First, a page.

by Laura Christianson
This article was originally published at BloggingBistro.com. Re-printed with permission.
Here is the actual, unretouched text of a guest blogging pitch I received:
I have seen your blog http://www.bloggingbistro.com/. I must appreciate your effort to maintaining such a good blog. As a professional writer and a web designer I found it very nice and interesting. I am a specialist in the clear communication of sophisticated concepts to both technical and non-technical audiences, using both text and graphical content. I will love to publish my unique latest article only in your blog. Will it be possible for you to post the article with my link?
Eagerly waiting for your reply.
Here’s another one:
While surfing Internet, I’ve run into your site – http://www.bloggingbistro.com/. It caught my attention with it’s informative content. I thought it would be nice if you could consider me as a candidate for writing something interesting to your blog readers.
After detailed analyzing of the content performed on your web site, I came to conclusion that I really have something to offer.
I’m a highly experienced article writer, who is currently cooperating with [company buying incoming links].
If you are interested in my offer, I would gladly review your requirements to the post.
Will be highly excited to get your prompt reply.
A match made in heaven? Or hell?
In a creative twist on the two pitches above, many would-be guest bloggers note that the topics they write on are a “perfect” match for my blog. Then they list topics such as dog training, paintball gaming, restaurant furniture, designer fashion, or baby care.
Um… last time I checked, my blog focused on social media. But hey, dog training is close enough, right?
Every week, I receive dozens of nearly identical pitches. I route every single pitch straight into my Trash folder.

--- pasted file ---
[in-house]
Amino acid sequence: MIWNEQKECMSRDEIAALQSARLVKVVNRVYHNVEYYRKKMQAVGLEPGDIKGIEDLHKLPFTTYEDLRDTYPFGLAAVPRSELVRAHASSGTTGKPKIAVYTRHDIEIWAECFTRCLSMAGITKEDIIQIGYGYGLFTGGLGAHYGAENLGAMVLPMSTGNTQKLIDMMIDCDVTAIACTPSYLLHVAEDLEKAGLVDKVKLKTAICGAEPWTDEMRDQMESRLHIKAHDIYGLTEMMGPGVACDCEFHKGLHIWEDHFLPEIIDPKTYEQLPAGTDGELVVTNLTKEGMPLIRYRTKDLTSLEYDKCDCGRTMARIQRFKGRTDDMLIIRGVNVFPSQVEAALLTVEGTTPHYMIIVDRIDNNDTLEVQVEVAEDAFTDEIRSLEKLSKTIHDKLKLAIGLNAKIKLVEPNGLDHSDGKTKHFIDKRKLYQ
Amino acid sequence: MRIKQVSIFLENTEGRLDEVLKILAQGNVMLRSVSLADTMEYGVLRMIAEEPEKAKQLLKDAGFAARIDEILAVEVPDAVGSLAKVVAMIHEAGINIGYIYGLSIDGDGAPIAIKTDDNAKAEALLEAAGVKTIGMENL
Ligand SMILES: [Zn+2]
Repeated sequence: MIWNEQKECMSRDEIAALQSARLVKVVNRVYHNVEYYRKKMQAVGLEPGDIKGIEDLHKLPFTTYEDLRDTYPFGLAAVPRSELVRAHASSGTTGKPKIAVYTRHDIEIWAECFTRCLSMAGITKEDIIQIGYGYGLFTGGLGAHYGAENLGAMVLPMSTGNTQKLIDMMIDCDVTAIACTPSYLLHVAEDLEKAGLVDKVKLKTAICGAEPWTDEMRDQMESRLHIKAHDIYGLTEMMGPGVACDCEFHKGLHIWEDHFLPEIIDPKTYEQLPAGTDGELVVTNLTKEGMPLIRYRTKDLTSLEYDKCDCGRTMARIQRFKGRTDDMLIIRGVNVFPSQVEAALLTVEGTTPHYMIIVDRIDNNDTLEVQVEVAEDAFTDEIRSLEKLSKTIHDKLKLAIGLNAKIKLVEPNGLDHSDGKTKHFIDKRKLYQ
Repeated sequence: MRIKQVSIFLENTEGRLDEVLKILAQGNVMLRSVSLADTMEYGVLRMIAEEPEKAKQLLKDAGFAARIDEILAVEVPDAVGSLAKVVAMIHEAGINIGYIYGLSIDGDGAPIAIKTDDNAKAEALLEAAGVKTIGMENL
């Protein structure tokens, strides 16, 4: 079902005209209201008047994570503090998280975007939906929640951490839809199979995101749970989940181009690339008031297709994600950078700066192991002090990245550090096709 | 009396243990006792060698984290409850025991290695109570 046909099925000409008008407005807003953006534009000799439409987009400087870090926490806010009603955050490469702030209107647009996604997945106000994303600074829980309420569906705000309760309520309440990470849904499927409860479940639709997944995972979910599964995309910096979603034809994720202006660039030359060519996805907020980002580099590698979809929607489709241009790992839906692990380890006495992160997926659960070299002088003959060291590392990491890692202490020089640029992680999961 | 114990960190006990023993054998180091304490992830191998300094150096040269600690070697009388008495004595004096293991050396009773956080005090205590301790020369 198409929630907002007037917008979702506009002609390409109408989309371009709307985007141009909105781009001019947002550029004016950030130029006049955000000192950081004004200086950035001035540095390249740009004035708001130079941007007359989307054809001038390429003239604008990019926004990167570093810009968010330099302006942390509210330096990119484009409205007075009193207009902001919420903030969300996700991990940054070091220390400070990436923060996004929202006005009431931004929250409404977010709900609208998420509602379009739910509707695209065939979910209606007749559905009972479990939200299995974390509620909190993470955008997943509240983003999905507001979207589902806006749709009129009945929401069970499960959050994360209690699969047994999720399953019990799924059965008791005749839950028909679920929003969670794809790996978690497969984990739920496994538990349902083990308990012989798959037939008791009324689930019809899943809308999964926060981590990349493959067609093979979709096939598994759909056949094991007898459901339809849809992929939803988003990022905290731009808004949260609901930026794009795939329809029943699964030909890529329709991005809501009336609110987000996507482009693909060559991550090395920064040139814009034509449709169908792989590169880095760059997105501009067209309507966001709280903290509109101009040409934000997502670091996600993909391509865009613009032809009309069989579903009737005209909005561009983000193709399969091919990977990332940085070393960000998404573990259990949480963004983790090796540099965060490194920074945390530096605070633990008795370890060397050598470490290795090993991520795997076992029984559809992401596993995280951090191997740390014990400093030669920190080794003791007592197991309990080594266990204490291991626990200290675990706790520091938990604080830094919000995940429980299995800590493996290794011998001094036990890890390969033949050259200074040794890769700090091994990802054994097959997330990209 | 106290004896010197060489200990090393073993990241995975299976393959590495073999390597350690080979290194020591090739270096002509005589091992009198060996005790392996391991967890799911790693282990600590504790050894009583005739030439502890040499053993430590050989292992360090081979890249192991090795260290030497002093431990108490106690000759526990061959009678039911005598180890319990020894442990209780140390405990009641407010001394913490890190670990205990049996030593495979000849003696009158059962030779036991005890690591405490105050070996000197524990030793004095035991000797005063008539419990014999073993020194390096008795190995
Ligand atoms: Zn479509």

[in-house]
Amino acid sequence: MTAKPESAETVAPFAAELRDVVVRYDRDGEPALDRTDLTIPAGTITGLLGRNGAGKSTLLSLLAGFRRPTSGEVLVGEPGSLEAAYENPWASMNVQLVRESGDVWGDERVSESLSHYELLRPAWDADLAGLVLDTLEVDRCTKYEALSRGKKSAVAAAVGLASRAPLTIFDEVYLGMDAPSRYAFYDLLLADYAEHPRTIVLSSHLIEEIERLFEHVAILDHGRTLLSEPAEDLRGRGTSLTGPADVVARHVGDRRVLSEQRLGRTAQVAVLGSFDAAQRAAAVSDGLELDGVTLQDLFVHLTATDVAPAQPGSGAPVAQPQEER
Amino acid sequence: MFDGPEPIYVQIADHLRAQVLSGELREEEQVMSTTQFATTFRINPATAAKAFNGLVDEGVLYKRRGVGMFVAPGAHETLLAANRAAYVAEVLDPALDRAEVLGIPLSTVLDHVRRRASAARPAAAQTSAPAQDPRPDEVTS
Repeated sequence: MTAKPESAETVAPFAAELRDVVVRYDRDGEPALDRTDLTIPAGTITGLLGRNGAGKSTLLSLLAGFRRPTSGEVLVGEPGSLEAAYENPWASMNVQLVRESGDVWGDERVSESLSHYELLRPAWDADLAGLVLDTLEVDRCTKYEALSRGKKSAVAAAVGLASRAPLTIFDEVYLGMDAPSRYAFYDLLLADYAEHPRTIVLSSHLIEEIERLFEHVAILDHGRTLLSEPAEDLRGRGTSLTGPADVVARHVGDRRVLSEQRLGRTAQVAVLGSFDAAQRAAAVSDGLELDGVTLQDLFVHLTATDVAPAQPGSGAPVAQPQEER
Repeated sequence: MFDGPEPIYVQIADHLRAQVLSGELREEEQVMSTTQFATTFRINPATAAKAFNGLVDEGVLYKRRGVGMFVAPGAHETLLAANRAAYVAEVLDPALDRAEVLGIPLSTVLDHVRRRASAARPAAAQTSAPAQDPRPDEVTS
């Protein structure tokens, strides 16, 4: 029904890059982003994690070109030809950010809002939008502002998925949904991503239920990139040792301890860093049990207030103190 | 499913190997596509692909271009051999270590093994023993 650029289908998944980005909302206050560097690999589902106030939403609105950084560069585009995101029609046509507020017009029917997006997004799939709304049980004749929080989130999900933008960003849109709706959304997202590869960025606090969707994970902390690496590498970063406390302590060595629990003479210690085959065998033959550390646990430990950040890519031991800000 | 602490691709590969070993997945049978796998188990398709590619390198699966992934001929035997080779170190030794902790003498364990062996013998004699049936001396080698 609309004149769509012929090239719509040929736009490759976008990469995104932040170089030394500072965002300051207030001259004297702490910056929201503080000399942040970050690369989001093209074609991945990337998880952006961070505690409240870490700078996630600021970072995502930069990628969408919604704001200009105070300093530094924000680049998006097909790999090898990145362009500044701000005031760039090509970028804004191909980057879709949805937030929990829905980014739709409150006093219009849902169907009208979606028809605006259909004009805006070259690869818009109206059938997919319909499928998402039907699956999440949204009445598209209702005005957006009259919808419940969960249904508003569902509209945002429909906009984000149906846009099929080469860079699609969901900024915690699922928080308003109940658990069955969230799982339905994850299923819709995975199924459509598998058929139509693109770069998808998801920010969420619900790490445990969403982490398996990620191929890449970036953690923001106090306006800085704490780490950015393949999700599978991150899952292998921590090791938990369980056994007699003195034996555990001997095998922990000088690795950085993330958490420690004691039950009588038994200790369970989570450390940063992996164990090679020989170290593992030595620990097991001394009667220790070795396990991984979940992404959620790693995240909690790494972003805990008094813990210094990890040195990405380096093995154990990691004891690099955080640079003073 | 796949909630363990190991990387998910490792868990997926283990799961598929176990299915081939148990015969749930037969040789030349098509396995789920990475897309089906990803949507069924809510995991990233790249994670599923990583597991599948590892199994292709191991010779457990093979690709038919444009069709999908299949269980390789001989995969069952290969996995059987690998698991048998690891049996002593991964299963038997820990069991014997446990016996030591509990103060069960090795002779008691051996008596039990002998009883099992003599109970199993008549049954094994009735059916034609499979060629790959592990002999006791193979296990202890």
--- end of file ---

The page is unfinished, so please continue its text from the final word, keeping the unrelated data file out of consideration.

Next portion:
Here are six reasons:
1. The pitcher has no clue who I am.
“Dear Blog Manager.”
I have a name. It’s plastered all over my website and blog. If you’re going to pitch a guest article, learn my name and address me by my name.
2. The pitcher doesn’t care about my blog.
“While surfing the Internet, I’ve run into your site.”
Ouch! Running into my site must have injured your brain.
Never, EVER tell a blogger you stumbled across his or her blog. We know that all you did was google “social media blogs that accept guest blog posts” and inserted “http://www.bloggingbistro.com/” into the first sentence of the same pitch letter you sent out to 100 other blogs.
3. The pitcher oversells his or her writing abilities.
“I am a specialist in the clear communication of sophisticated concepts to both technical and non-technical audiences, using both text and graphical content.”
Can you provide examples of those “sophisticated concepts” you’re so skilled at communicating? How about a list of published clips? Topics you’ve written about?
4. The pitcher did not bother to read our guest contributor guidelines.
“If you are interested in my offer, I would gladly review your requirements to the post.”